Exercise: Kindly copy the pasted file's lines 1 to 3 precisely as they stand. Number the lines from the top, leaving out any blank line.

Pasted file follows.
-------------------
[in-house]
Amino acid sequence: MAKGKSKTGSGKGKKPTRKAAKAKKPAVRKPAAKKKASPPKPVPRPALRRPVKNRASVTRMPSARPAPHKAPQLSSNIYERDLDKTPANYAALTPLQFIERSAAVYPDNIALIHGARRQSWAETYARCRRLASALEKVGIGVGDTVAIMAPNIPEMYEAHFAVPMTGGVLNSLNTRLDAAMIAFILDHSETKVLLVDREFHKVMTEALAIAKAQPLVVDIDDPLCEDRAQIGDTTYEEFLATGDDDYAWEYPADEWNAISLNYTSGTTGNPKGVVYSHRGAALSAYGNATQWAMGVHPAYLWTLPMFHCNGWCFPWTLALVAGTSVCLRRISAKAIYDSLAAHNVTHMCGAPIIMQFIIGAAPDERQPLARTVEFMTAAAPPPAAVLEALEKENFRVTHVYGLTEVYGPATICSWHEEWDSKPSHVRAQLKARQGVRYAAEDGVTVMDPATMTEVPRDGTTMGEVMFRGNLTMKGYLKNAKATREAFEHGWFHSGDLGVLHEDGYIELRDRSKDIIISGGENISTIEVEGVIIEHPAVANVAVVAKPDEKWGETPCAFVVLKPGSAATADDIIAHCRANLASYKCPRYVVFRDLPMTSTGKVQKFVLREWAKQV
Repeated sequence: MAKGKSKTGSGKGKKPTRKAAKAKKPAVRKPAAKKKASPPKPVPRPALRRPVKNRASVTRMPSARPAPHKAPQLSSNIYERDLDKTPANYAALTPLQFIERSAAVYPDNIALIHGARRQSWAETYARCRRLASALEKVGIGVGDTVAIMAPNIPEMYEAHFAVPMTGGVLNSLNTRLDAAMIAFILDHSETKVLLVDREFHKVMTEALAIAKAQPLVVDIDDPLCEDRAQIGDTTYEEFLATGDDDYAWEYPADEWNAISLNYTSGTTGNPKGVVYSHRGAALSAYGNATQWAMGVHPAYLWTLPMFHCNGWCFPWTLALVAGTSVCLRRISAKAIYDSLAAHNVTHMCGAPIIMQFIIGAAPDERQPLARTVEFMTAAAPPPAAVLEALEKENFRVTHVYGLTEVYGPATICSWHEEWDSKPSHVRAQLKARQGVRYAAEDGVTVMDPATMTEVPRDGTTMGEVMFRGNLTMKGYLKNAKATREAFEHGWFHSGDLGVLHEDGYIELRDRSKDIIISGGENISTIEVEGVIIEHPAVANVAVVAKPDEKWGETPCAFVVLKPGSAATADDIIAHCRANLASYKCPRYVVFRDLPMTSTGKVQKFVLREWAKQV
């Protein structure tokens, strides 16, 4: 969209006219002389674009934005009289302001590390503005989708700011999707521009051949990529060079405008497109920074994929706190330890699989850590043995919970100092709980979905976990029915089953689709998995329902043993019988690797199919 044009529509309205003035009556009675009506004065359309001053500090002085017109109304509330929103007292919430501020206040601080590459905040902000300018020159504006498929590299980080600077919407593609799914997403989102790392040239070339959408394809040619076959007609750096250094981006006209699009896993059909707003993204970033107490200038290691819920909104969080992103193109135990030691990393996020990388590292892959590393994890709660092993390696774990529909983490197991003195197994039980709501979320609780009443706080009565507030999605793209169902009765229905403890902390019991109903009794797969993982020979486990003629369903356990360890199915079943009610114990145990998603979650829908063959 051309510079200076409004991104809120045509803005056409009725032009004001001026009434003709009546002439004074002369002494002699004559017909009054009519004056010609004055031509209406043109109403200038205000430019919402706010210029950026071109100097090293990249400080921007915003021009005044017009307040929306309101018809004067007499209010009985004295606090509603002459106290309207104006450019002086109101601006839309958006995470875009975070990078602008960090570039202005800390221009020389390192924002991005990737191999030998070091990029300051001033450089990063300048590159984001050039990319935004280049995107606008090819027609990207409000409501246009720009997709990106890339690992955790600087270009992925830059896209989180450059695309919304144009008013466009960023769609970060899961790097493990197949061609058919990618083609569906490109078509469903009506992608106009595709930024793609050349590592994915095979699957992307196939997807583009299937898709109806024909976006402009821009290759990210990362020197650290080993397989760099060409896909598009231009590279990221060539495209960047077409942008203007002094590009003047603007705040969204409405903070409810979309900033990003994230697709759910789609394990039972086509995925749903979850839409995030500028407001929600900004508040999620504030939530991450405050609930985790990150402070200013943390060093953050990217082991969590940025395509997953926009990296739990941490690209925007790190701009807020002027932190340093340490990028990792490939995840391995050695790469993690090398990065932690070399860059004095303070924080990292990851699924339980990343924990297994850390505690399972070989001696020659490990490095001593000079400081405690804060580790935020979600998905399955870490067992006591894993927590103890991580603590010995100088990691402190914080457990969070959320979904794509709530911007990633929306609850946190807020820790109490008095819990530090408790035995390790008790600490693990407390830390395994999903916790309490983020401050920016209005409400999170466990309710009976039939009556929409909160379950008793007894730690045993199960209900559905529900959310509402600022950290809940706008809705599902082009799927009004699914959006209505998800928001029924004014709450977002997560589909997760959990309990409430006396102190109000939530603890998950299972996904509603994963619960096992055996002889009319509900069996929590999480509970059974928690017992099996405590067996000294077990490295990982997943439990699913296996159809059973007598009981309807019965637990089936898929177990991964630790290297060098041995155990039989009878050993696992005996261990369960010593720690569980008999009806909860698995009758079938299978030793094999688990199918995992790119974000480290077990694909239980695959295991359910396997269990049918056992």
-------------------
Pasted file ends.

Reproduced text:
[in-house]
Amino acid sequence: MAKGKSKTGSGKGKKPTRKAAKAKKPAVRKPAAKKKASPPKPVPRPALRRPVKNRASVTRMPSARPAPHKAPQLSSNIYERDLDKTPANYAALTPLQFIERSAAVYPDNIALIHGARRQSWAETYARCRRLASALEKVGIGVGDTVAIMAPNIPEMYEAHFAVPMTGGVLNSLNTRLDAAMIAFILDHSETKVLLVDREFHKVMTEALAIAKAQPLVVDIDDPLCEDRAQIGDTTYEEFLATGDDDYAWEYPADEWNAISLNYTSGTTGNPKGVVYSHRGAALSAYGNATQWAMGVHPAYLWTLPMFHCNGWCFPWTLALVAGTSVCLRRISAKAIYDSLAAHNVTHMCGAPIIMQFIIGAAPDERQPLARTVEFMTAAAPPPAAVLEALEKENFRVTHVYGLTEVYGPATICSWHEEWDSKPSHVRAQLKARQGVRYAAEDGVTVMDPATMTEVPRDGTTMGEVMFRGNLTMKGYLKNAKATREAFEHGWFHSGDLGVLHEDGYIELRDRSKDIIISGGENISTIEVEGVIIEHPAVANVAVVAKPDEKWGETPCAFVVLKPGSAATADDIIAHCRANLASYKCPRYVVFRDLPMTSTGKVQKFVLREWAKQV
Repeated sequence: MAKGKSKTGSGKGKKPTRKAAKAKKPAVRKPAAKKKASPPKPVPRPALRRPVKNRASVTRMPSARPAPHKAPQLSSNIYERDLDKTPANYAALTPLQFIERSAAVYPDNIALIHGARRQSWAETYARCRRLASALEKVGIGVGDTVAIMAPNIPEMYEAHFAVPMTGGVLNSLNTRLDAAMIAFILDHSETKVLLVDREFHKVMTEALAIAKAQPLVVDIDDPLCEDRAQIGDTTYEEFLATGDDDYAWEYPADEWNAISLNYTSGTTGNPKGVVYSHRGAALSAYGNATQWAMGVHPAYLWTLPMFHCNGWCFPWTLALVAGTSVCLRRISAKAIYDSLAAHNVTHMCGAPIIMQFIIGAAPDERQPLARTVEFMTAAAPPPAAVLEALEKENFRVTHVYGLTEVYGPATICSWHEEWDSKPSHVRAQLKARQGVRYAAEDGVTVMDPATMTEVPRDGTTMGEVMFRGNLTMKGYLKNAKATREAFEHGWFHSGDLGVLHEDGYIELRDRSKDIIISGGENISTIEVEGVIIEHPAVANVAVVAKPDEKWGETPCAFVVLKPGSAATADDIIAHCRANLASYKCPRYVVFRDLPMTSTGKVQKFVLREWAKQV